Isinda by Rhett C Bruno

5/10 The story is overly aggressive, everyone resorts to violence very quickly and nobody really seems to

Isinda is a world inhabited by several races. One race, the Deimor, used to reign supreme over all these races because they are a warrior-race. The other races did not like this and decided to field a huge army to defeat the Deimor. Their incredible number was just enough to succeed, but immediately afterwards their alliance broke up and every race started to war amongst themselves again, as they had in the past. This is the world in which Zano lives. He’s the offspring of a Deimor and a Scaldor, which makes him a Blood Scaldor and by definition a slave. When he gets rescued from being sacrificed at a young age he travels the world with his new master, learning the ways of the other races. Anger is still in his heart though, and he travels back to his old village for retribution, inciting a revolt among the slaves and beginning his new journey as leader of the Blood Scaldor…

I’ll start with the good thing about this book. The prologue was really philosophical and tantalizing, even though it consisted of only two pages. It made a lot of promises for the story, but sadly enough it failed to deliver. The descriptions are rich, but overdone. Whole pages are dedicated to describing things that have no value at all for the story, needlessly going into detail where most minds would give their own interpretation. All the races are excessively described, which only reminds you that this is a young writer with nothing new to add.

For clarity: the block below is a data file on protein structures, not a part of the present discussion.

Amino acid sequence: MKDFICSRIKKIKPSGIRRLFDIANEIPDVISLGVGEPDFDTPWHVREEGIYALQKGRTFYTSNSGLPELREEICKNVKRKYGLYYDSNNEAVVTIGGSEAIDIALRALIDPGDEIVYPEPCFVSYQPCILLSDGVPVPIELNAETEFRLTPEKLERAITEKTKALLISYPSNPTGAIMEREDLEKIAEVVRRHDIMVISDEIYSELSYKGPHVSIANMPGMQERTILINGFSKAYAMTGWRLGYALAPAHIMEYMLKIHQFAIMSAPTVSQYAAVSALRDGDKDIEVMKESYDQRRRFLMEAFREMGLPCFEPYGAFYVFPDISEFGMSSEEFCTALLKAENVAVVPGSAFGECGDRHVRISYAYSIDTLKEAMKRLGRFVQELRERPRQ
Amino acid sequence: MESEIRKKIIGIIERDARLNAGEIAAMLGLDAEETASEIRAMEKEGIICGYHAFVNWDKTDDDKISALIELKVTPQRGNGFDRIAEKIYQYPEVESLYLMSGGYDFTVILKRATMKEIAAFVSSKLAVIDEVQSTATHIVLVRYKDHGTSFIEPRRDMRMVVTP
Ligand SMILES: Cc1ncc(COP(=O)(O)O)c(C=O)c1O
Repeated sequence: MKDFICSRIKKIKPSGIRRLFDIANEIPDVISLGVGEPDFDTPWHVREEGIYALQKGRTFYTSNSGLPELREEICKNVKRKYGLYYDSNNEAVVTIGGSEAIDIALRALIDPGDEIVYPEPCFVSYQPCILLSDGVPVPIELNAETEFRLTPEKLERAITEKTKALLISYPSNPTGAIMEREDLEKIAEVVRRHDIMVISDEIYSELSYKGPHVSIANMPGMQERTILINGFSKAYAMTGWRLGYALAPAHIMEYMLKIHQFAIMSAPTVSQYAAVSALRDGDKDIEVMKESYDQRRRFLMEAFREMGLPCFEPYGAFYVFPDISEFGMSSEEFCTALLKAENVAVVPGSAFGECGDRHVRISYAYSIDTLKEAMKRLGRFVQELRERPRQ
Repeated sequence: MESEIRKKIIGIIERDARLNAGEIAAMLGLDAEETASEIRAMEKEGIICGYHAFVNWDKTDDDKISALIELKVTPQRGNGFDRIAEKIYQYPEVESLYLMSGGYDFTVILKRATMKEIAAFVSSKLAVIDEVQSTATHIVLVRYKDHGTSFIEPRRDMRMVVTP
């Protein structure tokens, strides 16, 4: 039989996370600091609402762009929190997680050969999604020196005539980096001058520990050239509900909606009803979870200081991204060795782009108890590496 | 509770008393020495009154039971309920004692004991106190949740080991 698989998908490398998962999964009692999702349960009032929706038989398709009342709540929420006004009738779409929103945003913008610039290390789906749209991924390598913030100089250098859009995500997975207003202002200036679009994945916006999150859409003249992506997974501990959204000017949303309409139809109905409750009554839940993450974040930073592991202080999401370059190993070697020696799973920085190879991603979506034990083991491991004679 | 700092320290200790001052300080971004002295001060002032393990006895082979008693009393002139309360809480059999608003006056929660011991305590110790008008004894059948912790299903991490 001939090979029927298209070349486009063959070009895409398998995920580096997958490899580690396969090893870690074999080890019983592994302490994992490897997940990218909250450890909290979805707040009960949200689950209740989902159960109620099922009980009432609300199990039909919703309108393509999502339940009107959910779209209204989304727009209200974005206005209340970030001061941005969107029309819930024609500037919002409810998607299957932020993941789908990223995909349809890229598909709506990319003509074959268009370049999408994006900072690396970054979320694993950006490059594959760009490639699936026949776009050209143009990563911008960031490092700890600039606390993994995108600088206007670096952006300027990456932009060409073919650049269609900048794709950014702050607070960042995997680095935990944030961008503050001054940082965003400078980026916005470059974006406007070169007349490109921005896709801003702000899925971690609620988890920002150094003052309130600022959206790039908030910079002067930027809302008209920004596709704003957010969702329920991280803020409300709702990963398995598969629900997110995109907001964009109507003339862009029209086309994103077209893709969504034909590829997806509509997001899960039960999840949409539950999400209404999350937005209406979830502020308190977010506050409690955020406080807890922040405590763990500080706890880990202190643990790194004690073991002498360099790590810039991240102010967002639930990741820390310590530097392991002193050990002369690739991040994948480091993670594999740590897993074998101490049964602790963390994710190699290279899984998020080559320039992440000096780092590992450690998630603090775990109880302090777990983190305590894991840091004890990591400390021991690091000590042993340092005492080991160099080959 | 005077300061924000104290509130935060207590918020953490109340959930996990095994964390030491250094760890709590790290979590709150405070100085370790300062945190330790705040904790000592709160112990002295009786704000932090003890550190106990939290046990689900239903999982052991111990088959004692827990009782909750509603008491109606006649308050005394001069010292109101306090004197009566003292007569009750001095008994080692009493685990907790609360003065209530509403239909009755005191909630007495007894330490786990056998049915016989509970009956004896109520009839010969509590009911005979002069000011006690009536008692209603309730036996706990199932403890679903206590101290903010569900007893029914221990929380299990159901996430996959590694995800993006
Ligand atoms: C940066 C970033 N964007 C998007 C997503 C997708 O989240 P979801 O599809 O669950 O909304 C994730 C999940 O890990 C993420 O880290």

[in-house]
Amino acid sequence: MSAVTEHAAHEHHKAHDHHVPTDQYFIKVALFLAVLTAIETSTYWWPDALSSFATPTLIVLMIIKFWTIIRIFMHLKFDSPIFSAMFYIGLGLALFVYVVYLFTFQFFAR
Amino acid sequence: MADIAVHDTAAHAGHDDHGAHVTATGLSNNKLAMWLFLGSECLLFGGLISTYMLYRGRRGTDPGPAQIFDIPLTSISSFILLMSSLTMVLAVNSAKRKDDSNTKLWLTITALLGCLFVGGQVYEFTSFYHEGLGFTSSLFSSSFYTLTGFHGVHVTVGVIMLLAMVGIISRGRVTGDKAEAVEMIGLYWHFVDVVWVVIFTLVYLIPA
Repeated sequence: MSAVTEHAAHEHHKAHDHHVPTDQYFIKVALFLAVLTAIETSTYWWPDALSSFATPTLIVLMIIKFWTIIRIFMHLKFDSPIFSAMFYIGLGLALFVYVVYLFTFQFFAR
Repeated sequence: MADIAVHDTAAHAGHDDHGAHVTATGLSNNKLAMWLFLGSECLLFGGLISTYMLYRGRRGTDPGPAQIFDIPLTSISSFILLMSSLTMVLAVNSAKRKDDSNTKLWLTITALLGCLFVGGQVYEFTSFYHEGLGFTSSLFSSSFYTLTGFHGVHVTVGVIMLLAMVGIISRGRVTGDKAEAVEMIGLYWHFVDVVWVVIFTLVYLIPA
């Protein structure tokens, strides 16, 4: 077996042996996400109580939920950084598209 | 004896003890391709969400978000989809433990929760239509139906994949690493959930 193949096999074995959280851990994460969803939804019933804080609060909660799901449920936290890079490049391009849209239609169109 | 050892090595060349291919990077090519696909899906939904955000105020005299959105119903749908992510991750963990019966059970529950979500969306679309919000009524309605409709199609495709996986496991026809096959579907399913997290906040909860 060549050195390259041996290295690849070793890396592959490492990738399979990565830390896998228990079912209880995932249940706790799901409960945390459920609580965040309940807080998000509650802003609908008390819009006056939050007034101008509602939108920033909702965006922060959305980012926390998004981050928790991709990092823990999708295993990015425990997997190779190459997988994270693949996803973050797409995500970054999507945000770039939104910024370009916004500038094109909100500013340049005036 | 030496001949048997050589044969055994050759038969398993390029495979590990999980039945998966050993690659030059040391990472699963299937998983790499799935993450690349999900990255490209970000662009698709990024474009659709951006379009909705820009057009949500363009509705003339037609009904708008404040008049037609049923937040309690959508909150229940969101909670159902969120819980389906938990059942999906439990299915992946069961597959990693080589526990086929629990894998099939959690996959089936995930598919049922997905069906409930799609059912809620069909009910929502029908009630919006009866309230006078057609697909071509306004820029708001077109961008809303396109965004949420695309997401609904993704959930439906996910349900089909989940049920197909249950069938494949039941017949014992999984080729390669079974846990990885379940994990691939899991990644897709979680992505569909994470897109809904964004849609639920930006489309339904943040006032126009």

The story is overly aggressive, everyone resorts to violence very quickly and nobody really seems to care about some extra dead bodies. Slaughters are commonplace, yet the people are still naively trustful. The combat is also very unrealistic and full of impossible feats of strength, which is rather frustrating to read. I take no pleasure in writing negative reviews, but I wouldn’t recommend this book to anyone. I’m afraid that Rhett C. Bruno took his shot at too young an age, which clearly shows throughout the story.

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